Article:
A Note on Then and Now
What They Called "Civil War"
Outcomes, and Vision
|There was a Real War then,
and also what people called Civil War.
The big question in the two wars was the same:
Who knows best what is good for communities throughout the continent, and for the people who live in those communities?
But there was another possible answer:The two wars did intersect, and affect each other. Even so, the difference between the two conflicts showed in the consternation of generals, who did not like to think about what was happening on the popular side.That was the point of the Real War, beyond what was often bloody fakery in the Civil War.
Do people, working through their communities, know best for themselves?
Take Guanajuato, in 1833. General Antonio López de Santa Anna, President of Mexico in what was supposed to be a new regime, was laying siege to conservatives who had holed up in the city. His strategy depended on putting artillery on heights that would dominate the defensive outworks. But the approach to the heights was steep. There were not even trails that his mules could use.
The relation of armies to people became critical. The defending conservative general, Mariano Arista, had scoured the country and towns in the area for new troops, getting good returns in some places, not so good in others. In Guanajuato itself, the reaction he got was negative and violent. Arista's troops could hardly stray from camp for fear of being killed. Supplies were not forthcoming.It all ran on the same lines as the conflict in the United States, between President Andrew Jackson and the conservative slave-holders of South Carolina. Jackson won, as a seeming liberal; but there was compromise all around. The key, quiet detail in the maneuvering was Jackson's warning to the Carolinians: some day, they might need government support themselves, against slave unrest.
People from the city poured out around the defenders' lines, and lent their arms and backs to hauling Santa Anna's guns up the hill. That placement settled the outcome (though there was more to the fighting after that, of course).
But Santa Anna skipped over the popular support in his report, making much instead of his own strategic maneuvers. After all, when he needed to round up troops in an emergency, he was likely to use the same methods Arista did. The people were supposed to be an object of strategy, not a source of action.
Political compromises, in the different parts of the continent, were parts of a single pattern. It was the same pattern that was to emerge later, when the smoke settled after the Civil Wars of the 1860s.
The conflict that spread through the North American continent in the 1830s was not yet a pageant war, between soldiers in gray and soldiers in blue, somehow "forging a nation" by fighting over nationality. It was both a Real War and a First Civil War, and only a bloody pageant on top of that.
The real war -- the Human War -- was an unending one, between two sides:
This Human War took the form of armed conflict, when:
- on the one side, all those peoples who wanted to produce their own lives and their own communities, and who wanted to link up to other communities on their own terms
- on the other side, all those operators who imposed control techniques, down through the system of linkages, in order to transform the energies and resources of people into benefits for those in control.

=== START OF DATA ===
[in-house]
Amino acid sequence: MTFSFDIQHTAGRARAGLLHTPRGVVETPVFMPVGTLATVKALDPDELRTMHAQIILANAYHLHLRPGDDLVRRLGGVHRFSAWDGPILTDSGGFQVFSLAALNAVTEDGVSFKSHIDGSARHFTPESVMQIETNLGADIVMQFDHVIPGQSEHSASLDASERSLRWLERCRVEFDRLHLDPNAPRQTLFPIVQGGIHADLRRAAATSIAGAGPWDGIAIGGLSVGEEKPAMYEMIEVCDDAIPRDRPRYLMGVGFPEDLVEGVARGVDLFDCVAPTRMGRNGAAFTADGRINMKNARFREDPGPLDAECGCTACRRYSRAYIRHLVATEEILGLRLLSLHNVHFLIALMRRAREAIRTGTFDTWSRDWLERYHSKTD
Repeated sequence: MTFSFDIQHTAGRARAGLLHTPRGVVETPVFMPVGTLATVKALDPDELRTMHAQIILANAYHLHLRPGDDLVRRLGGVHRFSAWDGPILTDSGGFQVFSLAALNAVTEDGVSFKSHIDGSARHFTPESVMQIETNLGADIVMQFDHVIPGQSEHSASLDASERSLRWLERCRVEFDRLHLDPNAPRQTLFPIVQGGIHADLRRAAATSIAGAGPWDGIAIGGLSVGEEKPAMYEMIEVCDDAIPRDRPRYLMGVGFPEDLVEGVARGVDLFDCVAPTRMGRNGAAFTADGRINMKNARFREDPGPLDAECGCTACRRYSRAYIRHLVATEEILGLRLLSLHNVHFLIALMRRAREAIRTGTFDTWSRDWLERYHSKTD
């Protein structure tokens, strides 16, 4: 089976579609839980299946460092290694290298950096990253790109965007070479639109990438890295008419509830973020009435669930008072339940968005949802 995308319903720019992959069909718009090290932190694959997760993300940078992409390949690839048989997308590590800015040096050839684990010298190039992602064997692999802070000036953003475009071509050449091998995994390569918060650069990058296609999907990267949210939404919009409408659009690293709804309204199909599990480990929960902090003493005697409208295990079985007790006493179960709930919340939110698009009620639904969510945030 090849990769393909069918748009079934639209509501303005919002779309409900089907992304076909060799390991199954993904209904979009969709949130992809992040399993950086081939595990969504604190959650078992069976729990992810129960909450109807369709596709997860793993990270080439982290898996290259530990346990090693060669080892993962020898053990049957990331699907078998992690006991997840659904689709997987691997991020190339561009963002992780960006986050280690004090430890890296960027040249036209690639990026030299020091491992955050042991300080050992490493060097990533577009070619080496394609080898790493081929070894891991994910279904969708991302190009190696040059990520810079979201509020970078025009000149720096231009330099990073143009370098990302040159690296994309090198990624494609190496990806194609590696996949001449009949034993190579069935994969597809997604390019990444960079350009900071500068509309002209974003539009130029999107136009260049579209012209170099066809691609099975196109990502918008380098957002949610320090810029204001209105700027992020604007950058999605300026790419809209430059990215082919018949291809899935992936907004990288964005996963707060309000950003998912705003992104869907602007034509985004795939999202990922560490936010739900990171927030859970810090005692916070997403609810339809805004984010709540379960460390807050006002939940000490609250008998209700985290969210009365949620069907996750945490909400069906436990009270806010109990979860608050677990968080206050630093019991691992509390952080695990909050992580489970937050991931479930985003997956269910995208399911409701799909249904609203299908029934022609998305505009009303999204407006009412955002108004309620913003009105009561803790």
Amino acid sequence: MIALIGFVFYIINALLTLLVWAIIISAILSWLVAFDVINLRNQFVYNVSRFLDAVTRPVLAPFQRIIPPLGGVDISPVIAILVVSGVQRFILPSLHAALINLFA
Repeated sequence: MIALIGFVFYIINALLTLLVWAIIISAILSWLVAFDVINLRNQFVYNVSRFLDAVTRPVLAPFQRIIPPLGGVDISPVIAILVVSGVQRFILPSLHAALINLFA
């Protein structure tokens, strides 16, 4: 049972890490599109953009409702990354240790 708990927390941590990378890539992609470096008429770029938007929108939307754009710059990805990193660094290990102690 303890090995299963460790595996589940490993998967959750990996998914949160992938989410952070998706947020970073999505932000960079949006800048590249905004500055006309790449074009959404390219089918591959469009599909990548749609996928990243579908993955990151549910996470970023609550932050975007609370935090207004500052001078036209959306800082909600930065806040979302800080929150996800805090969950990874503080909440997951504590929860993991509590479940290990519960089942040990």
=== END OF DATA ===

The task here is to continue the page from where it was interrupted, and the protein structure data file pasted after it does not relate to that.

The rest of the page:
The "removal" measures, which took different forms in Mexico and in the United States, were the pivot on which continental events turned. They came to a head with the execution, or death-in-captivity, of a series of popular leaders: Vicente Guerrero and Juan José Codallos in Mexico, Osceola and Nat Turner in the United States, Samuel Sharpe in Jamaica.
- people out in the communities struck at the interests who were imposing controls
- people in the control networks took measures to "remove" those who strove for independence.
As the threatening elements were removed, there erupted the First Civil War. It was a series of bitter encounters among people within the control system, fighting to determine who could best extract land and labor from the local communities. It was competition between rival operators in the same industry. The part of that conflict that was fought within the United States was only a bloodless dry run for later war. The part fought in Mexico was bloody, the most serious warning of what would come to a head in the Second Civil War, that of the 1860s.
Exclusive attention to "the" Civil War in the United States can fall easily into sentimental themes, such as that of the "forging of a nation" through conflict between sections, or between liberals and conservatives. The fans of that Second Civil War have imposed on their country a narrowness of vision that could disable serious military history, just as much as it could cripple serious political and social history. But that very word, "forging," stands as a reminder of Bismarck's warning that nations were to be made through "Blood and Iron." A nation was a weapon forged to be used in more elemental conflict.
And a narrow focus on the politics of 1860, or on such local brushes as "Bleeding Kansas," can miss the fact that the conflict of those years reached outward and back through waves of other warfare:
This earlier wave, that of the 1830s, provides a focus for this web site. It was CW-1 -- the First Civil War -- fought from 1832 to 1835 (or 1828 to 1837, or 1830 to 1842 -- take your pick). The site moves through three phases, roughly chronological:
the nation-building conflicts that ripped through all parts of the continent in the 1860s the wars that rocked Mexico and Central America in the 1850s, on a scale that dwarfed and even explained the Kansas affair the U.S.-Mexican War of 1846-1848 the serious warfare of the 1830s, in which the U.S. Nullification Crisis was only one rhetorical incident.
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